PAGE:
Home > Ideas / Resources > Tips for Mastering E-mail Overload

Tips for Mastering E-mail Overload

Good article to sharehttp://hbswk.hbs.edu/archive/4438.html

Other than that, on the technical side, some of the tools like filters will help too.

Categories: Ideas / Resources
  1. jianghsu
    04/16/2014 at 11:00 am

    * Use a subject line to summarize, not describe.
    * Give your reader full context at the start of your message.
    * When you copy lots of people (a heinous practice that should be used sparingly), mark out why each person should care.
    * Use separate messages rather than bcc (blind carbon copy).
    * Make action requests clear.
    * Separate topics into separate e-mails … up to a point.
    * Combine separate points into one message: Sometimes the problem is the opposite—sending 500 tiny messages a day will overload someone. If you are holding a dozen open conversations with one person, the slowness of typing is probably substantial overhead. Jot down all your main points on a piece of (gasp) paper, pick up the phone, and call the person to discuss those points. I guarantee you’ll save a ton of time.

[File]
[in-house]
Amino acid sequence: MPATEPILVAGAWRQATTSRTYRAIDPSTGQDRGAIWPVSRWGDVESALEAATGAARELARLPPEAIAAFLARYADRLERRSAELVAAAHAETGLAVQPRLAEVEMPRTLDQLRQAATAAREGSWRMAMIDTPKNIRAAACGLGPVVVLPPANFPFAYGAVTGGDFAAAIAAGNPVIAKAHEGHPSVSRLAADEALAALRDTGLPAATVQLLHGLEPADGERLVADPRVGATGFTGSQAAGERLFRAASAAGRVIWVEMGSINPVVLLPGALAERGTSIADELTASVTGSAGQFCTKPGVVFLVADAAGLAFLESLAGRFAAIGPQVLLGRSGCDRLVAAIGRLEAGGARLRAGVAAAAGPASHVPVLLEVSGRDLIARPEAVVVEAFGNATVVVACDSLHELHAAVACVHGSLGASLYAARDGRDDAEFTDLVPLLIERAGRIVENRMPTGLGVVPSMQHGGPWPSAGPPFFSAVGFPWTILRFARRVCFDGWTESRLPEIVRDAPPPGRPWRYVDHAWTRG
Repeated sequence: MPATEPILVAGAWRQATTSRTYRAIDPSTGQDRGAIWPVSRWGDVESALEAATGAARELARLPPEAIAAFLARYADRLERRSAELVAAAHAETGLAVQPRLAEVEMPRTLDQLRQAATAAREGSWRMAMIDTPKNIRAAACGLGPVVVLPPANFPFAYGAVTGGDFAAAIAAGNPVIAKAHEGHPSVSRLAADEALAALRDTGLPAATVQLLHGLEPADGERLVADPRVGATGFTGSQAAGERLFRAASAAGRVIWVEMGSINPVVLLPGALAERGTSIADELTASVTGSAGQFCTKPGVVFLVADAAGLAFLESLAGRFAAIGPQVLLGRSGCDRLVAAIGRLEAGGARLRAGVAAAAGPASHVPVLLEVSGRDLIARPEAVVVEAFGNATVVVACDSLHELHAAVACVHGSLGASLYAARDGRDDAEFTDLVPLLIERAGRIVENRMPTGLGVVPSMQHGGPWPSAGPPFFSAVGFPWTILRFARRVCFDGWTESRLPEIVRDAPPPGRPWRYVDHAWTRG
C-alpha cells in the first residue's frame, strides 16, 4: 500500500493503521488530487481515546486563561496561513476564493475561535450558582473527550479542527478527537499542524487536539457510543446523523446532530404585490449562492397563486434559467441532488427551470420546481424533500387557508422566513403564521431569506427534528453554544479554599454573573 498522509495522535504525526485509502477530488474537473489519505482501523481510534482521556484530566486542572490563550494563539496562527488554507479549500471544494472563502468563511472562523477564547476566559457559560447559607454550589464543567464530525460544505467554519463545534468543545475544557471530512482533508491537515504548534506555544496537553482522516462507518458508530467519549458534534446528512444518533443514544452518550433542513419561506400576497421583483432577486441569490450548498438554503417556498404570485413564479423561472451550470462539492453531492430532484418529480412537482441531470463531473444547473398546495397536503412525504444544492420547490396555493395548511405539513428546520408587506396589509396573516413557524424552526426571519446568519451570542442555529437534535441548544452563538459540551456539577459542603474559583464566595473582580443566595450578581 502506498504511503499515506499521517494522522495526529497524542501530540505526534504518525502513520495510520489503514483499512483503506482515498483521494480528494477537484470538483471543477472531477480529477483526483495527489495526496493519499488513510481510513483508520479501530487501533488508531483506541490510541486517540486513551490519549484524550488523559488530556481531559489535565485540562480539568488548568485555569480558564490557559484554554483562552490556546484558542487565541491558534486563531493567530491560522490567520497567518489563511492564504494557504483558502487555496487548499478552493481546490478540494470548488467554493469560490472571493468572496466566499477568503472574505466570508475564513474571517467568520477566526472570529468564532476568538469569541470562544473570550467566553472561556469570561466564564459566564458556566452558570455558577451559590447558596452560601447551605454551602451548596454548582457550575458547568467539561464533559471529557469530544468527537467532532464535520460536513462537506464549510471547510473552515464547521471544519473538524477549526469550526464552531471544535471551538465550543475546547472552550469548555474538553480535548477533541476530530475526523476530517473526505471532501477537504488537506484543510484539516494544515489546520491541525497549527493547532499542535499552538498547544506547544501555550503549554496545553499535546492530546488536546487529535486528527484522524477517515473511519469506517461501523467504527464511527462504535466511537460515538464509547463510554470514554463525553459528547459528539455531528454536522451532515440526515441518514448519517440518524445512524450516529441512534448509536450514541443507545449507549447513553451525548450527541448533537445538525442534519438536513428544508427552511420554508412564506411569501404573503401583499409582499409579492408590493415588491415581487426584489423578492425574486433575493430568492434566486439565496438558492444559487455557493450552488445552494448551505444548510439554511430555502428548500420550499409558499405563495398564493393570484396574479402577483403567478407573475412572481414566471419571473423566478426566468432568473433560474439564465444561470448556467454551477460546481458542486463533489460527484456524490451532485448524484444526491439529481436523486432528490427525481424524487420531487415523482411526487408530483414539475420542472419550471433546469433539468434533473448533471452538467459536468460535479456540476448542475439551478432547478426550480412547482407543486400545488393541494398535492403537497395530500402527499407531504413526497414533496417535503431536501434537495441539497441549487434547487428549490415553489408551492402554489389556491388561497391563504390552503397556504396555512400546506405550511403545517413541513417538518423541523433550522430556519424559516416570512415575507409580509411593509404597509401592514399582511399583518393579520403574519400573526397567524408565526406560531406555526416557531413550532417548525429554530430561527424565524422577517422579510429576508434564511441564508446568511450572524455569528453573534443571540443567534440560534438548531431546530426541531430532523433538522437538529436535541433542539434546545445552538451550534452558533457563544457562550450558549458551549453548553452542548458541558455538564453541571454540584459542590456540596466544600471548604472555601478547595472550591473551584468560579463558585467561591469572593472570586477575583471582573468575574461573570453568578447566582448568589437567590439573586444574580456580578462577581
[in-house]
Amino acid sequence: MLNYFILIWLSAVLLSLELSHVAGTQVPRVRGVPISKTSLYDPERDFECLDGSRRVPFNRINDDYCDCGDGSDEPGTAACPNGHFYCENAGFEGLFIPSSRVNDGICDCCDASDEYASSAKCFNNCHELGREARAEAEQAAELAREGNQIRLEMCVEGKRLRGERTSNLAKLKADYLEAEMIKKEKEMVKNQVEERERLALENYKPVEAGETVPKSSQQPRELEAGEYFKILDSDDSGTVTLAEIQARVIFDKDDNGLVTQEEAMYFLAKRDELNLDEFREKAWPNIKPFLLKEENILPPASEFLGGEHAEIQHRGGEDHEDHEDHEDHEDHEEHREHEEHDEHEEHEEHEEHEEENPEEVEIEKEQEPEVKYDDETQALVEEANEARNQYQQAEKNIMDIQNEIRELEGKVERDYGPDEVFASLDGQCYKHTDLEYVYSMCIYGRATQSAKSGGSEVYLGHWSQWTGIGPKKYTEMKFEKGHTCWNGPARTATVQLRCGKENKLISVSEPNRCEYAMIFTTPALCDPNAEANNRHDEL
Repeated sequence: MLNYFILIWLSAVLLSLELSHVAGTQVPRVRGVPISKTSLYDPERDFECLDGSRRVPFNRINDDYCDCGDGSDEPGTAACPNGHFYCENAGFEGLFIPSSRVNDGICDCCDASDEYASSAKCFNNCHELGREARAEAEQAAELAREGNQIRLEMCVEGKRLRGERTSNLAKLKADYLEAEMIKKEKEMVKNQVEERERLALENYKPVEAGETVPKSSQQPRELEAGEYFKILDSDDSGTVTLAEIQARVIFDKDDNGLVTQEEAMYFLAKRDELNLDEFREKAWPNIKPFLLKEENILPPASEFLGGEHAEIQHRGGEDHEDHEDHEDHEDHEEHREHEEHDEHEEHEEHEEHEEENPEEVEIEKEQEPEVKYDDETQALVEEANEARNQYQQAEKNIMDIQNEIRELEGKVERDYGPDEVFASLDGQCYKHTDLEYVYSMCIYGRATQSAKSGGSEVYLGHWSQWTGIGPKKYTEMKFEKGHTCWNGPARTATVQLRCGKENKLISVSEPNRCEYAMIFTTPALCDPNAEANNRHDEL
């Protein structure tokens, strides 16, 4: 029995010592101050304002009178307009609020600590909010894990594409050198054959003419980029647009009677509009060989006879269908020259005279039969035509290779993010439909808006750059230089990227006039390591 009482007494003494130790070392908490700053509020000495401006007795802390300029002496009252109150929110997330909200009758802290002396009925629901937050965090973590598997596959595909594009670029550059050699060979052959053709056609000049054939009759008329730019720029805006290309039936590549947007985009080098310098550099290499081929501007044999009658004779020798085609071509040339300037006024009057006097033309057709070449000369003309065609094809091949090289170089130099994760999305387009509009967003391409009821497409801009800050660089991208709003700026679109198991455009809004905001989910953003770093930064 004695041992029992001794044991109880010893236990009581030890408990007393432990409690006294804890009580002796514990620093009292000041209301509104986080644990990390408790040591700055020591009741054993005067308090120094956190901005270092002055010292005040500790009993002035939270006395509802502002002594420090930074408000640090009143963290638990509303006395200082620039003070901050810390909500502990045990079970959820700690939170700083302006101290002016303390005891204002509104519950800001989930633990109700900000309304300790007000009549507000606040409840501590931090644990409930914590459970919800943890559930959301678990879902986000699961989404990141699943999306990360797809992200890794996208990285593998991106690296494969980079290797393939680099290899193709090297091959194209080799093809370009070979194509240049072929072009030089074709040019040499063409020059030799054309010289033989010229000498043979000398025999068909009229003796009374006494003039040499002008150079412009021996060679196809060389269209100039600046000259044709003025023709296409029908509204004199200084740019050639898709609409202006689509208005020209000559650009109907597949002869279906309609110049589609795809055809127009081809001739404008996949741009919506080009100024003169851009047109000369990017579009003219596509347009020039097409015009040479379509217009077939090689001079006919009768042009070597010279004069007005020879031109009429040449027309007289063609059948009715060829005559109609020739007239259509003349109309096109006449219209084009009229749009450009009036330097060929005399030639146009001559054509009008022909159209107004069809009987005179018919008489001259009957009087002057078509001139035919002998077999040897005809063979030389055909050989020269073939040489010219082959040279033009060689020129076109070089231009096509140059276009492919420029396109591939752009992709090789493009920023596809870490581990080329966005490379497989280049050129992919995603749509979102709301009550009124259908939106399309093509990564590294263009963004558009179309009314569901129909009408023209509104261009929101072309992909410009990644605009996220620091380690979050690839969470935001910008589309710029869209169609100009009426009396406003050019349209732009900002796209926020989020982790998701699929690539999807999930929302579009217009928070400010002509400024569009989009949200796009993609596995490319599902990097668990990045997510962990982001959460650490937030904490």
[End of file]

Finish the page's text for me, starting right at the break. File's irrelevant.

* Edit forwarded messages: For goodness sake, if someone sends you a message, don’t forward it along without editing it. Make it appropriate for the ultimate recipient and make sure it doesn’t get the original sender in trouble.
    * When scheduling a call or conference, include the topic in the invitation. It helps people prioritize and manage their calendar more effectively.
    * Make your e-mail one page or less. Make sure the meat of your e-mail is visible in the preview pane of your recipient’s mailer.
    * Understand how people prefer to be reached, and how quickly they respond. Some people are so buried under e-mail that they can’t reply quickly. If something is important, use the phone or make a follow-up phone call.

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